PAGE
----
My most ambitious project to date is an extension of this work – it’s an app to highlight collocations, chunks etc. in a text called Fraze Finder (https://github.com/monolithpl/fraze-finder). It takes the concept of profiling vocabulary to the next level by analyzing multi-word elements, like phrasal verbs, which students most often struggle with. The idea is to help students and teachers notice collocations, to identify them and understand their importance in written and spoken language. The difficulty here is building a good library of these expressions and accurately finding them (with all their variations) in texts. I have lots of ideas for future projects, which I’ve tried to gather together on my personal website vocab.today (https://vocab.today/teacher). I hope one day to complete them all!
6. Are there any tools (not yours) that you yourself use for learning languages?
Over the years, I’ve tried and experimented with dozens of language learning solutions. Let me focus on three main areas:
Language Management Systems (LMSs) – these are content delivery platforms, basically, websites where teachers upload material for their classes and students do their homework, complete tests, review their progress and exchange messages with one another.
I gave Moodle a try, but it was just horrible to use for both teachers and students, and I think other people agreed with me for it seems to be fading away into a well-deserved oblivion.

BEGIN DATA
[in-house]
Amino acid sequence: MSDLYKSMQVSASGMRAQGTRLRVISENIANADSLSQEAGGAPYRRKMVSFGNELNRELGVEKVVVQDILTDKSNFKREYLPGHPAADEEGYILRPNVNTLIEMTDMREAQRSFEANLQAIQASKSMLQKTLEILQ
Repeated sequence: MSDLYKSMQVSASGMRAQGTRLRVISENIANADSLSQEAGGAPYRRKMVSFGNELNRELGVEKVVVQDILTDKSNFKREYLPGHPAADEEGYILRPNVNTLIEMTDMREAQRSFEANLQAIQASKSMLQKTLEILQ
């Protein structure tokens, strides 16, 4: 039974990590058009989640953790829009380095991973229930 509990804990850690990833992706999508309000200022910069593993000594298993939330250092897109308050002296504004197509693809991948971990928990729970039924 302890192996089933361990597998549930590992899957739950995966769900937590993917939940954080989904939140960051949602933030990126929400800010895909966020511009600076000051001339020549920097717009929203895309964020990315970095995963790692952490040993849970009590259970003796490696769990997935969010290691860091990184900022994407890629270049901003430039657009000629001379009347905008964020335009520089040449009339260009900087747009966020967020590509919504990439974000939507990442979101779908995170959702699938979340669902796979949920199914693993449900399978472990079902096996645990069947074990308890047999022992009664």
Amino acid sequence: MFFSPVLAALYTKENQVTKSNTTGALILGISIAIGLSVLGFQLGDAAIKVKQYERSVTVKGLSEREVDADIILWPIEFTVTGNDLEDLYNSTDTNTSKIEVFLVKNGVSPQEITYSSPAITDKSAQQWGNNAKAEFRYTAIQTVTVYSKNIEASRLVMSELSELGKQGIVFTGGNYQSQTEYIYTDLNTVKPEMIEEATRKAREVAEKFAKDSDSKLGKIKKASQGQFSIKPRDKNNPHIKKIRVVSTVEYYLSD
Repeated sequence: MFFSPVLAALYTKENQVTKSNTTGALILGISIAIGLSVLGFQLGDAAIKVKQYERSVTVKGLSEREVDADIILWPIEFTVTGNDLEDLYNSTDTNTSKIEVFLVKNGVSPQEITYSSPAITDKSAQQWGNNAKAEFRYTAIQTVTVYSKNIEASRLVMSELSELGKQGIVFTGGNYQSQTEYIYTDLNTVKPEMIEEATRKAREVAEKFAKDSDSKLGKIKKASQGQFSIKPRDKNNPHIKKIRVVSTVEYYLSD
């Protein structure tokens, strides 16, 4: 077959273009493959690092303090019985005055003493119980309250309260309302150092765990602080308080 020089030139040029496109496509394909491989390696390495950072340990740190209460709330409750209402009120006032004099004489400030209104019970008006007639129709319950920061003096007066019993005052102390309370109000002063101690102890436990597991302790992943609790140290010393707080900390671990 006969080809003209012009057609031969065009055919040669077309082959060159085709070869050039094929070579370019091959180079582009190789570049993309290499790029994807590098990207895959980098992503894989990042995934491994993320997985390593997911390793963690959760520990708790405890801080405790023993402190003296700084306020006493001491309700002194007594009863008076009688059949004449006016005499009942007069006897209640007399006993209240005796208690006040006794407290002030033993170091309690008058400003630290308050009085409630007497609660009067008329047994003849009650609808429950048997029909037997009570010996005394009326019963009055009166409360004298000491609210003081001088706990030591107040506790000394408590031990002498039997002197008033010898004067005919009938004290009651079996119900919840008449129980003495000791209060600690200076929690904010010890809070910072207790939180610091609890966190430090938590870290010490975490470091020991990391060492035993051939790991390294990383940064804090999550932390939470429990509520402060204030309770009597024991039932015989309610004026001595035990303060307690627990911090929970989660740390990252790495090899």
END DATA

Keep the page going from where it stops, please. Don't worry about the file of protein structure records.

Later, I tried Edmodo, which was a lot easier to use, and obviously inspired by Facebook, which was just starting to be the big thing at the time. I ran into numerous limitations using it, and finally, out of sheer frustration, just gave up. It was very pretty on the surface, but you couldn’t do much with it. And students prefered to use Facebook for their day-to-day communication, so it was difficult to make them use something else.
So today, I create Facebook groups for my students and use Google Drive, Forms and Docs to share documents and tests. It’s still not a perfect solution, but it has the advantage of being familiar to everyone and easy to use. Unlike the many solutions I’ve used before, I think these are versatile enough to do the job and are actively being developed and improved.